We Value Your Privacy

This site uses cookies to improve user experience. By continuing to browse, you accept the use of cookies and other technologies.


Amphibian Man Is the Best SFF Film You've Never Heard of

Here's everything you need to know about the cult classic.

An Ocean Wave for 'Amphibian Man'
  • camera-icon
  • Photo Credit: Thierry Meier / Unsplash

If you’re a modern science-fiction/fantasy fan, you have definitely heard of The Shape of Water. Guillermo del Toro saw Creature from the Black Lagoon and wanted to make a film from the perspective of that creature. But perhaps, if you are not an avid reader of my articles on The Portalist, you have not heard of the absolute legend of a sci-fi novel and film—the one that first declared fishmen deserve love too—Amphibian Man

Here is everything you need to know about this iconic book and movie—and why you should consider this film a hidden gem. 

What Is the Plot of Amphibian Man?

Amphibian Man started as a sci-fi adventure novel by Alexander Beliaev, a Soviet Russian writer. It was originally published in 1928 and adapted into a film in 1962. The story is set in Argentina, where locals of a pearl-diving seaside town are frightened by reports of a strange underwater fishman. Little do they know, a doctor named Salvator gave his son a life-saving transplant of shark gills. It is this son, now grown, who swims the ocean waters offshore.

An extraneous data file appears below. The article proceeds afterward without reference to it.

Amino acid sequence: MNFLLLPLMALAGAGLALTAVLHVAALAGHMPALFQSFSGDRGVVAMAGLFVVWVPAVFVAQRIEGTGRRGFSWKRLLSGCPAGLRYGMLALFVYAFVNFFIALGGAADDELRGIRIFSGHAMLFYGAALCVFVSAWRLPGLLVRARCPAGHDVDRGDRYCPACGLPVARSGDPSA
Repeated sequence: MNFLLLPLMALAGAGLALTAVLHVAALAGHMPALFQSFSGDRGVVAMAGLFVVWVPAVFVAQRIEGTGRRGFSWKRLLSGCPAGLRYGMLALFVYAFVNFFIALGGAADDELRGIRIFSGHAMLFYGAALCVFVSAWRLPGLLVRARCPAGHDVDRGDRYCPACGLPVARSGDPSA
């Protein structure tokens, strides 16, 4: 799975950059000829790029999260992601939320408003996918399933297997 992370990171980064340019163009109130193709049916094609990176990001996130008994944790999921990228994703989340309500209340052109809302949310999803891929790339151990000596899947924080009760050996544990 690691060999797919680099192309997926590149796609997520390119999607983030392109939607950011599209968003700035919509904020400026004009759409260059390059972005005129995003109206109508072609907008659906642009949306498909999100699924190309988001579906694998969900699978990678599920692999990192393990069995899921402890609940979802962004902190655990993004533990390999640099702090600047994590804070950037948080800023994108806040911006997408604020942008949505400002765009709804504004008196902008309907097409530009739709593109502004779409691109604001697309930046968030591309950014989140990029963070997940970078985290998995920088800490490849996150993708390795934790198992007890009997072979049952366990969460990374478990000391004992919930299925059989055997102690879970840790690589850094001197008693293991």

Our heroic fishman is named Ichthyander, a name formed from the Greek words meaning "fish" and "man." Due to his gills, Ichthyander must spend most of his time underwater, but he still retains the ability to wander on land for short times. He dreams of what it would be like to live a normal life with the townspeople.

Out on the water, the beautiful Gutierre is betrothed to a greedy pearl-diving businessman, Pedro Zurita, as a way to settle her father’s debts. Gutierre flees Pedro’s advances only to fall overboard into shark-infested waters. Ichthyander, swimming nearby, is able to rescue her, and he falls in love at first sight. Against his father’s wishes, he sets out to the town to find Gutierre and confess his love, encountering the cruelties and wonders of life on land. 

Gutierre falls in love with the kindly Ichthyander in return, and the two plan to run away together. However—SPOILERS—Pedro finds out about Ichythander, and he captures the fishman to force him to dive for pearls and build Pedro’s fortune. Caged underwater, Ichthyander must find a way to escape before he loses his ability to breathe on land forever. 

Amphibian Man in Context

With its 1928 publication, the novel Amphibian Man came out just before science fiction’s Golden Age (circa 1930 to 1960), in a time when Soviet SFF literature was focused on utopias, questioning capitalism, and promoting living conditions for the working poor. Pedro’s greedy quest for Ichthyander’s pearl-diving abilities can be seen as a pretty clear cipher for industrialists. Advancements in technology and medicine led to a rise in novels questioning surgical practices and human consciousness. Amphibian Man in this way is a descendent of works like The Island of Dr. Moreau, only the surgeon in this book is a benevolent father trying to save his son instead of a hubristic man playing God.